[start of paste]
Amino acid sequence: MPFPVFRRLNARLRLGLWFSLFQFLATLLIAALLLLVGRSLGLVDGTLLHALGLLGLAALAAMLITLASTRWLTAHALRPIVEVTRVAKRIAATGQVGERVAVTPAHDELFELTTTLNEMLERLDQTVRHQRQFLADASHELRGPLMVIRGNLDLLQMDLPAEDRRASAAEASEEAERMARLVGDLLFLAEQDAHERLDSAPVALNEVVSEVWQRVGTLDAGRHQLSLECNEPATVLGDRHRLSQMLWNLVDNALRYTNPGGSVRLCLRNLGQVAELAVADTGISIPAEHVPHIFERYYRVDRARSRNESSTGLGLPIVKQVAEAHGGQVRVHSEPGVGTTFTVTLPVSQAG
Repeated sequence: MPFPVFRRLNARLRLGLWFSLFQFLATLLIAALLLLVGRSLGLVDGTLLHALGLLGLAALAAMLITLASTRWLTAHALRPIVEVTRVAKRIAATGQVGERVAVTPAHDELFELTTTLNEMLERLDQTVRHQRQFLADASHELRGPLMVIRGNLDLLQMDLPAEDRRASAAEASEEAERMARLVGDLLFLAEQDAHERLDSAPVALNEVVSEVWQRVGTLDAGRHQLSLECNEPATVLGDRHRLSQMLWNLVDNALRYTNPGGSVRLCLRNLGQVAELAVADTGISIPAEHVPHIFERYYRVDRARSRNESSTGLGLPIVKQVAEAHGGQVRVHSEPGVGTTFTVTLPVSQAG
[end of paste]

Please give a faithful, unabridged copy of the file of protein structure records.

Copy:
Amino acid sequence: MPFPVFRRLNARLRLGLWFSLFQFLATLLIAALLLLVGRSLGLVDGTLLHALGLLGLAALAAMLITLASTRWLTAHALRPIVEVTRVAKRIAATGQVGERVAVTPAHDELFELTTTLNEMLERLDQTVRHQRQFLADASHELRGPLMVIRGNLDLLQMDLPAEDRRASAAEASEEAERMARLVGDLLFLAEQDAHERLDSAPVALNEVVSEVWQRVGTLDAGRHQLSLECNEPATVLGDRHRLSQMLWNLVDNALRYTNPGGSVRLCLRNLGQVAELAVADTGISIPAEHVPHIFERYYRVDRARSRNESSTGLGLPIVKQVAEAHGGQVRVHSEPGVGTTFTVTLPVSQAG
Repeated sequence: MPFPVFRRLNARLRLGLWFSLFQFLATLLIAALLLLVGRSLGLVDGTLLHALGLLGLAALAAMLITLASTRWLTAHALRPIVEVTRVAKRIAATGQVGERVAVTPAHDELFELTTTLNEMLERLDQTVRHQRQFLADASHELRGPLMVIRGNLDLLQMDLPAEDRRASAAEASEEAERMARLVGDLLFLAEQDAHERLDSAPVALNEVVSEVWQRVGTLDAGRHQLSLECNEPATVLGDRHRLSQMLWNLVDNALRYTNPGGSVRLCLRNLGQVAELAVADTGISIPAEHVPHIFERYYRVDRARSRNESSTGLGLPIVKQVAEAHGGQVRVHSEPGVGTTFTVTLPVSQAG